I would imagine since you have to control the bike that bike polo may require a little more coordination than equestrian polo. A horse is a massive creature, but typically horses can handle commands. A bike is a simple machine. There are no commands to give. Hence you have to manage your bike fully as well as your mallet. I’ve ridden horses before and it requires skill. Not to mention the horse is considerably higher than a bicycle. Maybe it not possible to compare the two. If you have participated in one or more various polo sports – water, equestrian or bike, give us the skinny on the similarities and differences. Inquiry minds want to know.


Hardcourt Bike Polo
League of Bike Polo

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Maria writes as well as handle guest post articles for Abundant Journeys blog. Abundant Journeys, an independent travel agency affiliated with MTravel CST# California: 1018299-10, blogs about wellness travel for the discerning travelier in three different life stages: Couples, Travel with Kids and Girlfriend Getaways focusing on Moms. We also enjoy blogging about fine foods and great gifts. Live Life. Must Travel. Start your journey today. Find our stories on JustLuxe.com in the travel section.

  1. I have never heard of this! What a fun idea. I think my boys would really love to play. They would live on their bikes if they could! I wonder how hard it is to form a league? I think it would be a fun thing to look into for next summer.
    Britni recently posted…Sandwich Loaf RecipeMy Profile

  2. Wow, curious…! I’ve never experienced or closely observed polo, either the traditional version or the bike version. I think it’s extremely clever and creative to come up with the bike version, but I wonder if it might be harder than the traditional version. A horse takes mastery, but there’s also some amount of teamwork intelligence in the relationship. Whereas on a bike, it’s all about your stability…. otherwise you’re going down. And I can’t imagine mastering tight turning radiuses for better manuvering… :) Still, super-cool to hear about!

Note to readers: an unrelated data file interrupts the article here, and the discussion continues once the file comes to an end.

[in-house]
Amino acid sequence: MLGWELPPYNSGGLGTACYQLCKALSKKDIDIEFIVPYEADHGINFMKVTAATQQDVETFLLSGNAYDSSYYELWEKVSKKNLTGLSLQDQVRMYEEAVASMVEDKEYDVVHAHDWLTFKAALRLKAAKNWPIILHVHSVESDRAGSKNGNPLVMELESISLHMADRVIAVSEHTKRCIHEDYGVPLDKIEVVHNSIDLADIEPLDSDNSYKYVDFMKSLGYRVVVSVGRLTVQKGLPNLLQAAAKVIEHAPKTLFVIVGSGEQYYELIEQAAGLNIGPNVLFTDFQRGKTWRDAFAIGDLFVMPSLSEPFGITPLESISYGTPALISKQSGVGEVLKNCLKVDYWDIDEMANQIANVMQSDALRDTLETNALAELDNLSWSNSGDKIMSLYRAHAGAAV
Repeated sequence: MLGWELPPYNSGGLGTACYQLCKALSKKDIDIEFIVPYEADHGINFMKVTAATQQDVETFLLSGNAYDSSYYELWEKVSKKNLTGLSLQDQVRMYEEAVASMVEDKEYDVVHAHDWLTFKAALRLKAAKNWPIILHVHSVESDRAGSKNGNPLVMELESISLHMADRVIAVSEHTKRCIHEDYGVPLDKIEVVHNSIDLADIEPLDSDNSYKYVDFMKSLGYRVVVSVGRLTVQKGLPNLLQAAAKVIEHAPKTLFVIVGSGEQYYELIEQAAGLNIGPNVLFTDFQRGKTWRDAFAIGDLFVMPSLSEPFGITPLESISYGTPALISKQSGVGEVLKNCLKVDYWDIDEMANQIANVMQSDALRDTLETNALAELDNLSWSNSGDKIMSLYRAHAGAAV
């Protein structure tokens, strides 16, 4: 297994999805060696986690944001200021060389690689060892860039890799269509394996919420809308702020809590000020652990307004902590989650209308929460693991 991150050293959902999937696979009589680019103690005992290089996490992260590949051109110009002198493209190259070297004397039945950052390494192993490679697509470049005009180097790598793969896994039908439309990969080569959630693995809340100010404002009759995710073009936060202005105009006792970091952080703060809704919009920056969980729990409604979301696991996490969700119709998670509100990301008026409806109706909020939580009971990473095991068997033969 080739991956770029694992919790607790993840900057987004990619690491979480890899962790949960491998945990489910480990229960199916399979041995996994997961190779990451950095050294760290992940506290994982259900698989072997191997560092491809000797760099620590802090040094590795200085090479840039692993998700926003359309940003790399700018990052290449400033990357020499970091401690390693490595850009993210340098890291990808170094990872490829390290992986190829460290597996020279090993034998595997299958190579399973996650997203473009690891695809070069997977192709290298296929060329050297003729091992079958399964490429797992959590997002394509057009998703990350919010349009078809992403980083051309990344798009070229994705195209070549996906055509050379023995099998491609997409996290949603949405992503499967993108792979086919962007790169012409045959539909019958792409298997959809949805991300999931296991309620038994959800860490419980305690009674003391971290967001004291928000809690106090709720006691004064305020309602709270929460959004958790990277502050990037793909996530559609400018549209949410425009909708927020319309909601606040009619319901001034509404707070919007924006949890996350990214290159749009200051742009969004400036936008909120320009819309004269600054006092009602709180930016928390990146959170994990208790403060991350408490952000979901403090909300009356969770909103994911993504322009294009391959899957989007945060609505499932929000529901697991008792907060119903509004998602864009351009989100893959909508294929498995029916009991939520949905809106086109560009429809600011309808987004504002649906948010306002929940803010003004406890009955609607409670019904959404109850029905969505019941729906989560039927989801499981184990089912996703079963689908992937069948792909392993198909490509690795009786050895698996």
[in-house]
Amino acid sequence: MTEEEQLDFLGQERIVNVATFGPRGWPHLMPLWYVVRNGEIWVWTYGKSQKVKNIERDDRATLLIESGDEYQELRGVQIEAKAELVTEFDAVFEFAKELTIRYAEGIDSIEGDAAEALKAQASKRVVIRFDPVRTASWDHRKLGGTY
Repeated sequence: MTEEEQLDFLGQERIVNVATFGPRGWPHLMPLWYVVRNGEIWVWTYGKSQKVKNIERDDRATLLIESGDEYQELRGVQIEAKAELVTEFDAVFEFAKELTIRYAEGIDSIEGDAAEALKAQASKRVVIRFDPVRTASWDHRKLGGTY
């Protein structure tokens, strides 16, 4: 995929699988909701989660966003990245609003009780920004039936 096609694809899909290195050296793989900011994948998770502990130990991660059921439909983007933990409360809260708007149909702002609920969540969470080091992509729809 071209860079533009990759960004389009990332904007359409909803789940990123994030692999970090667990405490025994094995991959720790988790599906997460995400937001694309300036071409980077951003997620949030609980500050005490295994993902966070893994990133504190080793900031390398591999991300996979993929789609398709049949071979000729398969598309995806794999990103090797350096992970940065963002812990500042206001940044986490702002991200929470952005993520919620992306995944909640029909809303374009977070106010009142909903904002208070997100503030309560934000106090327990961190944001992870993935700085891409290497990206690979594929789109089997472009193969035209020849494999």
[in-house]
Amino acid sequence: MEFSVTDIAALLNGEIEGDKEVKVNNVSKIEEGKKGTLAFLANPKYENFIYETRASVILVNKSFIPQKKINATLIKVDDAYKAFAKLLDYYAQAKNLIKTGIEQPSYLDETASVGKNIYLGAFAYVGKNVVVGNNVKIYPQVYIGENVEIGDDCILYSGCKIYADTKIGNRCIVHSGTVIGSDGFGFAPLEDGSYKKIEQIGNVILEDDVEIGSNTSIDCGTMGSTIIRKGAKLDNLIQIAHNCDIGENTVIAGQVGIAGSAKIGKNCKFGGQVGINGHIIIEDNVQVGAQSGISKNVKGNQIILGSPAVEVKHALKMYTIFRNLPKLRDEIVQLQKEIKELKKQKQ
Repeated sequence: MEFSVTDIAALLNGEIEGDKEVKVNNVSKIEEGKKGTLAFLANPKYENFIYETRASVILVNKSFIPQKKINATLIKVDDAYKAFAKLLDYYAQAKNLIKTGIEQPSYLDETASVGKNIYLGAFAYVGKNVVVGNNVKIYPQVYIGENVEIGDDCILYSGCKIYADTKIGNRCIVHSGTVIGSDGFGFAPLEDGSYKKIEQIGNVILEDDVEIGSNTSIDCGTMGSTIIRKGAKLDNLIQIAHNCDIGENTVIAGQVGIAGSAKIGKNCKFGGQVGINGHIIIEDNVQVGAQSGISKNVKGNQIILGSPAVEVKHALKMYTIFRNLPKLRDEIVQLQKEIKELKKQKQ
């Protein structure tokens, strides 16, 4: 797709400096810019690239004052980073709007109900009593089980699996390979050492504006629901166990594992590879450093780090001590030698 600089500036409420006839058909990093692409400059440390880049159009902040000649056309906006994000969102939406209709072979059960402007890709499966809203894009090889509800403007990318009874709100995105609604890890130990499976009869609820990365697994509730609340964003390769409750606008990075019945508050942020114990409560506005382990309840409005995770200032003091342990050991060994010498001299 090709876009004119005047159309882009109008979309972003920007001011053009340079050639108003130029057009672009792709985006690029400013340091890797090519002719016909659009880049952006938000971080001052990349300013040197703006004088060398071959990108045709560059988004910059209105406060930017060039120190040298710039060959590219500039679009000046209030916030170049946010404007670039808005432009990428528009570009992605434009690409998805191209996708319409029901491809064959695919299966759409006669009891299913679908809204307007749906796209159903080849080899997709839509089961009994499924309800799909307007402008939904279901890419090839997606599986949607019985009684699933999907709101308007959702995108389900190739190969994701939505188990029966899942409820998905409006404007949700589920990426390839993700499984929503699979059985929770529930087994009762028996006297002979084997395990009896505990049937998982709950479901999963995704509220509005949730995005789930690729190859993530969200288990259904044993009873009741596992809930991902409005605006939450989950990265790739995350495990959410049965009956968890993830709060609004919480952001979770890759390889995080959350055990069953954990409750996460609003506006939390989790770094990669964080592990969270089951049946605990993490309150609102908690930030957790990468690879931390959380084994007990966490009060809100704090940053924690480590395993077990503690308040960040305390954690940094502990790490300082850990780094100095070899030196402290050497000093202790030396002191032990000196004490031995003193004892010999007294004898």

lauriel of EyeForElegance.com
    lauriel recently posted…My Infertility Story: Questions You Should Ask in Life Decision-MakingMy Profile

    1. A machine has no feeling so it is all you. One wrong move can take you down. It’s something different for anyone who may have a higher comfort lever on a bike than a horse. Or possibly may even have a fear of horses, which is common.

  3. I have never heard of this but boy it looks like a lot of fun to watch. I have a friend that does BMX tricks professionally and I have to show this to him now. I wonder if he has ever seen this, I bet the kids would love to watch this. It always amazes me what people can turn into a sport.
    Melissa recently posted…Easy Snack Idea Ghosts on a BoatMy Profile

  4. I have not heard about bike polo until now, maybe because I am not watching a lot of sports. This looks like a fun sport and I think it’s easy to learn, since it only requires riding a bike.

    1. Now I am curious what country you live in, Kita? Bowling is pretty big in the USA and a past time in most towns across our country. I’ve never considered what countries may not know of bowling. So interesting to learn.